Refused medical care con't ...

A Lambton County woman is outraged that her late husband was refused medical care at a London hospital because he was from out-of-town.
Allister McCabe, 74, died a month after a specialist at St. Joseph’s Health Care said McCabe should seek treatment in his own area, which is defined by Local Health Integration Network (LHIN) boundaries.
Since Sarnia-Lambton is outside the London LHIN area, McCabe was told to find care closer to home.
But no Sarnia-Lambton doctor was immediately available to perform the diagnostic biopsy that McCabe required, so the couple looked to London, his widow said.
“It would have been a very quick procedure. We would have been in and out the same day but they wouldn’t do it,” said Adrien McCabe, of Oil Springs.
She isn’t certain her husband would have survived had his treatment started earlier, she said. “But we’ll never know.”
After Allister McCabe’s condition deteriorated he was admitted to the Cancer Care Treatment Centre in London, and the family was told by a specialist there that earlier care might have produced a better outcome.
“I have lost my husband and my best friend (to cancer) and I can’t believe it’s because of geography,” McCabe said. “I don’t want anyone else to go through this. I don’t want anyone else to die.”
She complained to St. Joseph’s Health Care several months after her husband’s death and received a written reply a week ago.


The letter from St. Joseph’s confirms the hospital draws lines about who is treated there based on a “repatriation policy.”

The policy means that patients are to receive care within their own geographic territory if it’s available there, said Kathy Burrill, the hospital’s director of communications and public affairs.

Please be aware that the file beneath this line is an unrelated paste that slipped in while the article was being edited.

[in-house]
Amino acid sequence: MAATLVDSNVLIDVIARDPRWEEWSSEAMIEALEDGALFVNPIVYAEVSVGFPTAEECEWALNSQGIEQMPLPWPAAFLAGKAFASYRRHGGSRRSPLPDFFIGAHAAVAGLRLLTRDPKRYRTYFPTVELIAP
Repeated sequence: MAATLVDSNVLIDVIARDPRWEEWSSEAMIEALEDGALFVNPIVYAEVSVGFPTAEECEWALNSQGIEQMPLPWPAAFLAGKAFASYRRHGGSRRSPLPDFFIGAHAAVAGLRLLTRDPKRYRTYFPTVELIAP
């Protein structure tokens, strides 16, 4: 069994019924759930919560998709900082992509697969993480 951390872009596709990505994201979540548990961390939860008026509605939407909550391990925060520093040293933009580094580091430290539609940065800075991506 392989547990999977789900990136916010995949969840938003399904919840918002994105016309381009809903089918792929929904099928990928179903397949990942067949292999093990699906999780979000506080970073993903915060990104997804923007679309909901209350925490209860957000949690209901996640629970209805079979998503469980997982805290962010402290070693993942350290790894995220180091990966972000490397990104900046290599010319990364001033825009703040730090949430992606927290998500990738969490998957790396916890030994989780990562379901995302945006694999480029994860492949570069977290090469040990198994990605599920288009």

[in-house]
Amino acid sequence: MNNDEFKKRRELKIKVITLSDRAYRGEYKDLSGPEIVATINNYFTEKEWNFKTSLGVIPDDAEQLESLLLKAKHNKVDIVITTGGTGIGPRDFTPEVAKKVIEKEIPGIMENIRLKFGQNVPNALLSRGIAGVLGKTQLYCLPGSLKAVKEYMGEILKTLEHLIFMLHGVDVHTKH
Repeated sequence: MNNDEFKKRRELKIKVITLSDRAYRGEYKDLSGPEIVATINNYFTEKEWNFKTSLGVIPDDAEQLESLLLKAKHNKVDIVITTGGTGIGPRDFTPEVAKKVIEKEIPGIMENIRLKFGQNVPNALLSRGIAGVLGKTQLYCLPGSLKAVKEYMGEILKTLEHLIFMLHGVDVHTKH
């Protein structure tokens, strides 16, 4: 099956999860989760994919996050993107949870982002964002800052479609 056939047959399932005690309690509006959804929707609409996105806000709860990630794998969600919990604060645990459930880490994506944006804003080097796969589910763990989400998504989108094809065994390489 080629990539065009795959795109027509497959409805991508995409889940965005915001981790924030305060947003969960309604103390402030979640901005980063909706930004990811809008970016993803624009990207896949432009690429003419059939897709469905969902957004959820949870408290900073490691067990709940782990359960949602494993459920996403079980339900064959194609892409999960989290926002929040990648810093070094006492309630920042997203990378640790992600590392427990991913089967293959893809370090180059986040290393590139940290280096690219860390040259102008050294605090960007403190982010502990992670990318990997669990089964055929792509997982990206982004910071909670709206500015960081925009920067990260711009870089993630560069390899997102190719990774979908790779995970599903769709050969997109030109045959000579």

She acknowledged Sarnia-Lambton has historically looked to London for specialized health care, but the provincial government has a new “thrust” to have care provided to patients as close to their homes as possible, she said.
“That’s not to say we wouldn’t care for someone outside our LHIN, but the trend is to try to have specialty services provided within your own LHIN.”
St. Joseph’s Health Care’s role has been “in transition” the past five to 10 years, and referring physicians in communities like Sarnia-Lambton are supposed to know about the repatriation policy, Burrill said.
St. Joseph’s is also changing into an ambulatory care centre, from than an acute care centre, and isn’t seeing as many seriously-ill patients, she added.
In those cases, the referring physician is to make a referral to London Health Sciences Centre where more critical patients are treated.
Over the next few years more changes will take place related to these policies, Burrill said.
In McCabe’s case, she said, “I believe we acted within the scope of our mandate and in response to what’s available in the local community.
“The referring physician is the person responsible for getting the appropriate care. It’s incumbent on care providers to remain clear on where appropriate service is,” Burrill said.
It’s up to the LHINs to work with community physicians and ensure they understand the province’s “thrust,” she added.
Ralph Ganter of the Erie-St. Clair LHIN to which Sarnia-Lambton belongs, said he isn’t aware of any repatriation policies for diagnostic procedures.
“We’re supposed to be a seamless, borderless health care system,” Ganter said. “We’re not trying to put fences up around care.”
He said he intends to investigate the McCabe case.
On Friday, Adrien McCabe took her story to Sarnia-Lambton MPP Bob Bailey.
“You would have been better off driving to London and taking a room there so that there would be no geographic barriers,” Bailey told McCabe. “This is very disappointing, and your family has paid the ultimate price.”
Bailey said he’s never heard of a repatriation policy but that it should be changed if it does exist.
He intends to raise the question in the legislature on Wednesday and talk to the Minister of Health, he said.
“You’re doing the right thing,” Bailey told McCabe. “You’re doing something good so that Allister’s death wasn’t all for naught.”